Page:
# Different interpretations/intuitions to combinations and binomial distribution?

In many textbooks when they introduce the concept of combinations, it is usually right after introducing permutations, so the usual interpretation they give to combinations is something along the lines of:

"You have $$n$$ items and need to pick $$k$$ out of them. If we care about the order, we use $$\frac{n!}{(n-r)!}$$. However, since the order does not matter, and there are $$k!$$ ways to arrange your selection of $$k$$ objects, you divide the number of permutations by $$k!$$, giving $$\frac{n!}{k!(n-k)!}$$".

This makes perfect sense for me and it is the intuition I always had in my mind.

However, in the context of the Binomial distribution, one uses the combination formula to justify the different ways you can arrange $$k$$ "Heads" and $$n-k$$ "Tails" such as:

"You have $$n$$ flips of a coin where $$k$$ are Heads and $$n-k$$ are Tails. You need to count the different ways to arrange them. If $$n=5$$ and $$k=2$$, then one possible way is $$(H,H,T,T,T)$$ and another one is $$(H,T,H,T,T)$$. The different ways to arrange your $$k$$ Heads and $$n-k$$ Tails is just $$\frac{n!}{k!(n-k)!}$$."

In fact, if you look at Khan's Academy, he introduces combinatorics in the first way, but when he talks about the Binomial Distribution, he simply takes it as granted the second interpretation and never uses the first one in his explanation.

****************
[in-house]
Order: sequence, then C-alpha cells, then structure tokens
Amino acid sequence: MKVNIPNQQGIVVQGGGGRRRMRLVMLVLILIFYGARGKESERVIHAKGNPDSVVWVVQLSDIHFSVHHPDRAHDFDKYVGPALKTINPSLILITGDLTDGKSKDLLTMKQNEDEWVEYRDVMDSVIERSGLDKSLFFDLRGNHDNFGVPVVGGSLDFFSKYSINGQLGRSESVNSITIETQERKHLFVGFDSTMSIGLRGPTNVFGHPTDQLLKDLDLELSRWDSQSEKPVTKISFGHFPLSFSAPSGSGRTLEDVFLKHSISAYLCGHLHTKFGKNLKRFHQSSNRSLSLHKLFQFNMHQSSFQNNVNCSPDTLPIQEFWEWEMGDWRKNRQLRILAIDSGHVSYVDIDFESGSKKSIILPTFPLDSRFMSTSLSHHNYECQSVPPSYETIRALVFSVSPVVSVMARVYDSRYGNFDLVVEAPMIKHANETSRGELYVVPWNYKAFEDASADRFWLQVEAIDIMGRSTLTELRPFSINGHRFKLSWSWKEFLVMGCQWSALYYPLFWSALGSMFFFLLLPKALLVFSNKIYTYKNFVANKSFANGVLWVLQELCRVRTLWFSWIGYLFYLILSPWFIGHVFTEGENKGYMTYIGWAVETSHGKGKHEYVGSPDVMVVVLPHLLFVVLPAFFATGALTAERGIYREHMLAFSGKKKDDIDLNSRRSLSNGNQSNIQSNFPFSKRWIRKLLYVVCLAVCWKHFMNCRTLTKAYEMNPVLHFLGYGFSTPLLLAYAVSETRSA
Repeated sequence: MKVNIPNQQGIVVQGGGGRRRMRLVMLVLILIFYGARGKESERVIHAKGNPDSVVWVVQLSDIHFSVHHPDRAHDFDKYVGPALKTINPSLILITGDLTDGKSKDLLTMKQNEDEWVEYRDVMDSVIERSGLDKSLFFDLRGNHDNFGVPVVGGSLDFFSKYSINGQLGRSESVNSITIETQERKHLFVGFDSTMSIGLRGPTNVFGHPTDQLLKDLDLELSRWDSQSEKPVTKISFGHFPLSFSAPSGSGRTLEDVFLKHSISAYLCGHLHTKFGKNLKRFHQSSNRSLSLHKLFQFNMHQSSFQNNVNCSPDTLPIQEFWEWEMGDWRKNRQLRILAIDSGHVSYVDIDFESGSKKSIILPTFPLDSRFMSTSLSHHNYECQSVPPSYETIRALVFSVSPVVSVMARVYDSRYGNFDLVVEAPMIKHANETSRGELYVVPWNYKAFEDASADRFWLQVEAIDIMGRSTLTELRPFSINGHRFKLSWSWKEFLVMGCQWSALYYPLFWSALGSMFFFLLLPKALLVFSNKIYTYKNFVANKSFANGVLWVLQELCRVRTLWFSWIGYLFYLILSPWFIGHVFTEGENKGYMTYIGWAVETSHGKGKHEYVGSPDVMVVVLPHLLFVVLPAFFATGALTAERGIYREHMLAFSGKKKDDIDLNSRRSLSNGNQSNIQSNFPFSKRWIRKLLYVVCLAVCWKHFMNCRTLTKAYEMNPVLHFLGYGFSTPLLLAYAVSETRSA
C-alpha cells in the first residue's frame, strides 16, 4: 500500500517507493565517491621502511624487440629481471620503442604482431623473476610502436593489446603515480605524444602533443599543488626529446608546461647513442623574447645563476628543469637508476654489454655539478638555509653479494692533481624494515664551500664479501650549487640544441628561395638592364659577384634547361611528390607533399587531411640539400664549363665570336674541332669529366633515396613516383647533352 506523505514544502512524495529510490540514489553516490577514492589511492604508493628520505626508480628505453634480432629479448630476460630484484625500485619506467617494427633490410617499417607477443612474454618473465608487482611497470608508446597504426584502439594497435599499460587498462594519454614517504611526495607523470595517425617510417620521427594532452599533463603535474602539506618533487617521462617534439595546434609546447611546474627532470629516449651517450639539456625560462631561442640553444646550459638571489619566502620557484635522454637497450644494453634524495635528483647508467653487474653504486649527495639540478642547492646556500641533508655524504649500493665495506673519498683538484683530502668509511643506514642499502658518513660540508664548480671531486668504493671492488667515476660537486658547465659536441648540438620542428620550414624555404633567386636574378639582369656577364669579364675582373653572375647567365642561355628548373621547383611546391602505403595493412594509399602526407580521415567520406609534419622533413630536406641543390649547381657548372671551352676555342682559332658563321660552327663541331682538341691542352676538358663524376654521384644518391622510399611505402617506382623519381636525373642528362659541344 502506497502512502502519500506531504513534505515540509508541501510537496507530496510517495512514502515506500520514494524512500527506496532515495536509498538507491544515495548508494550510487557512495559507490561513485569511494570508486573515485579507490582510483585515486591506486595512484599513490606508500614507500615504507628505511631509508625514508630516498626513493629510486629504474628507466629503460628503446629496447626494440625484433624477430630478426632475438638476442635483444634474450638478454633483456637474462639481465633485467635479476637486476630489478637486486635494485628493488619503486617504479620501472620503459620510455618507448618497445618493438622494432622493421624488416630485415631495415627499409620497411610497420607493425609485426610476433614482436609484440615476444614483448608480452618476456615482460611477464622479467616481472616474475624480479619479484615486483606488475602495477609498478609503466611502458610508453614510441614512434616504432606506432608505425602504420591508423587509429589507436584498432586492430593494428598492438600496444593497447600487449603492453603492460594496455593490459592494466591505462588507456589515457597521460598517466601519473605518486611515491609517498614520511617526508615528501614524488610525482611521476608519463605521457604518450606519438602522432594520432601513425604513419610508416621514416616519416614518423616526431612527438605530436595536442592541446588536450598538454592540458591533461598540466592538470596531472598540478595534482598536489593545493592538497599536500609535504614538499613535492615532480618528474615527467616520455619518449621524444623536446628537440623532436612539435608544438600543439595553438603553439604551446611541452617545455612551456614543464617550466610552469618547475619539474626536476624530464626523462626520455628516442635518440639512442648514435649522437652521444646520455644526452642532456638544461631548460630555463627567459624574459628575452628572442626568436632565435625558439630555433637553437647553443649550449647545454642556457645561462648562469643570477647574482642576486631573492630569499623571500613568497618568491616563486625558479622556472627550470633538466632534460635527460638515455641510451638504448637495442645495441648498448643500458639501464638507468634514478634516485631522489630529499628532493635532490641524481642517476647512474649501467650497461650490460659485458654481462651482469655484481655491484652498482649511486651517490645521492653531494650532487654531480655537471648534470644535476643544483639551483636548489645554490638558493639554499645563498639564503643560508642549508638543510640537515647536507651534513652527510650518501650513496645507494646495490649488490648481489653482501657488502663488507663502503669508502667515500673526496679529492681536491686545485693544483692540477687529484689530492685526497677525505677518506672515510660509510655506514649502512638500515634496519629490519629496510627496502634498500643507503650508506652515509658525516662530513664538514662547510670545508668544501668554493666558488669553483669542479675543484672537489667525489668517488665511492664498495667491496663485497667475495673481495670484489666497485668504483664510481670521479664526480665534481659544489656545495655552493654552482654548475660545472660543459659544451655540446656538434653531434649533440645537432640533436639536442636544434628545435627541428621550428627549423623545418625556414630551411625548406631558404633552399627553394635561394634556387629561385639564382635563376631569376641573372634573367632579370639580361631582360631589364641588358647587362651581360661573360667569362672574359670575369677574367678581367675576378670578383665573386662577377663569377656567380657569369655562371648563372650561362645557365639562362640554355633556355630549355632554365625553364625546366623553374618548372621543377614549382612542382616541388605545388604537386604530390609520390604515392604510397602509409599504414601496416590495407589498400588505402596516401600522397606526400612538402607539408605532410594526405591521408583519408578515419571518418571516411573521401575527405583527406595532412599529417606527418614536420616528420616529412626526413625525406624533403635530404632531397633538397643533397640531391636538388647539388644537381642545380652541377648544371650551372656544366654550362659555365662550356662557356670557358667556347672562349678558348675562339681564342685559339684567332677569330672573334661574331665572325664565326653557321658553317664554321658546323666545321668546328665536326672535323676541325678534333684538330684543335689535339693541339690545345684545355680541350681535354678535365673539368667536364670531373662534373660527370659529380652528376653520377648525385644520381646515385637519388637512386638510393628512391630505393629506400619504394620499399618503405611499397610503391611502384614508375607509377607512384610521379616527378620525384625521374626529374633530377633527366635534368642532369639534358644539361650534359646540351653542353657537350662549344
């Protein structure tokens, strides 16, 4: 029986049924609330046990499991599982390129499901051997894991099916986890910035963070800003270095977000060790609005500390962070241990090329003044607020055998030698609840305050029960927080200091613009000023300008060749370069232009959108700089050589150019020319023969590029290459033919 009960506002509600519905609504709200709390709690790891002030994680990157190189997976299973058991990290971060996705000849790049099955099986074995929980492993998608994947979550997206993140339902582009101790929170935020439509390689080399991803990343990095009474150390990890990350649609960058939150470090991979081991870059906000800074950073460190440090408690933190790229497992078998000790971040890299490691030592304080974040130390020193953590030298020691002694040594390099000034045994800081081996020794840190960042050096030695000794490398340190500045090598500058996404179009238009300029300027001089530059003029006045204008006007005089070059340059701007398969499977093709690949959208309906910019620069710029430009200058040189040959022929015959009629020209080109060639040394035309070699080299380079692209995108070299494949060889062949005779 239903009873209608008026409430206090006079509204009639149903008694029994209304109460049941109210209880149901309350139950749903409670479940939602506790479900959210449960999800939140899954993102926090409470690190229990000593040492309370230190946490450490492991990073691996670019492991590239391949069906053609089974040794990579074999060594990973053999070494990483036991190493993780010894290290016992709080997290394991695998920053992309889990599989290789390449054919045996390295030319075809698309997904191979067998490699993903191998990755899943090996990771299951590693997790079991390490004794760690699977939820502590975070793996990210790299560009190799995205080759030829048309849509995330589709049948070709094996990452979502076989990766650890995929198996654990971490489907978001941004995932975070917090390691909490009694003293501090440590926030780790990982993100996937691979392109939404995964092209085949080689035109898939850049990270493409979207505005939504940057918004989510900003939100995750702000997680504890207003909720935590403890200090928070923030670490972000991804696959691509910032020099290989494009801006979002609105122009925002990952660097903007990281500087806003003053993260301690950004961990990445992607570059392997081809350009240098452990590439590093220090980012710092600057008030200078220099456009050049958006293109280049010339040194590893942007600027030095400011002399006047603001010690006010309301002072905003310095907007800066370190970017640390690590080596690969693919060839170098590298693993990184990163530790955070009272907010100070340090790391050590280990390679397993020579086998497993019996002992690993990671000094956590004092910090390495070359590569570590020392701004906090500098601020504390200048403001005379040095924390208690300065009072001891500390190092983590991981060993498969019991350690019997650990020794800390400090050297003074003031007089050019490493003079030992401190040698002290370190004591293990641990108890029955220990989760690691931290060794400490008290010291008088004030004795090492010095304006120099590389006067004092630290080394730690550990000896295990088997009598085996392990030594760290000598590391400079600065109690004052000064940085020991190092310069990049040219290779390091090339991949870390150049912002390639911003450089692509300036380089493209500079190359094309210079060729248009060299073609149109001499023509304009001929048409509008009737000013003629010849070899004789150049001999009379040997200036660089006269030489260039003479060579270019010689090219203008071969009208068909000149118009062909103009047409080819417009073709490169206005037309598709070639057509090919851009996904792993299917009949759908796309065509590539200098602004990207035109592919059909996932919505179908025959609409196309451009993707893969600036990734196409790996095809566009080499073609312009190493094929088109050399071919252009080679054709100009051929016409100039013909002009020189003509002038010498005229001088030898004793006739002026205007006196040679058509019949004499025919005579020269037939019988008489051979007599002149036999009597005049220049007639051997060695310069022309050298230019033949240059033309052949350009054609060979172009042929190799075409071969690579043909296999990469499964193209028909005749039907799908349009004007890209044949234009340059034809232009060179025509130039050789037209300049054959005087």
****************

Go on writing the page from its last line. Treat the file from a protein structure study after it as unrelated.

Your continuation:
What confuses me is that these two different ways to interpret the formula for a combination $$_nC_k$$ are not consistent with each other (to my head). One is talking about having an urn of $$n$$ objects and selecting $$k$$, while the other is saying the ways to arrange $$n$$ objects where $$k$$ are of one kind and $$n-k$$ are of another. How do you apply the interpretation of select $$k$$ objects from an urn of $$n$$ to the case of arranging $$0$$ and $$1$$s needed for the binomial distribution?

• You are simply selecting $k$ of the $n$ positions for the heads. Commented Jul 14, 2021 at 23:42

Suppose I have $$n$$ balls in my urn, labelled $$1$$ to $$n$$. I draw out $$k$$ of the balls, and note which numbers are on them.
Then I can either express the draw as the set of balls that were taken from the urn (e.g. $$\{3, 5, 6\}$$ or I can write down the list of all the numbers, and then mark off which ones were drawn from the ball - I could even write that as a sequence of 0s and 1s, where 0 represents "the $$i$$th ball is still in the urn" and 1 represents "the $$i$$th ball was drawn from the urn".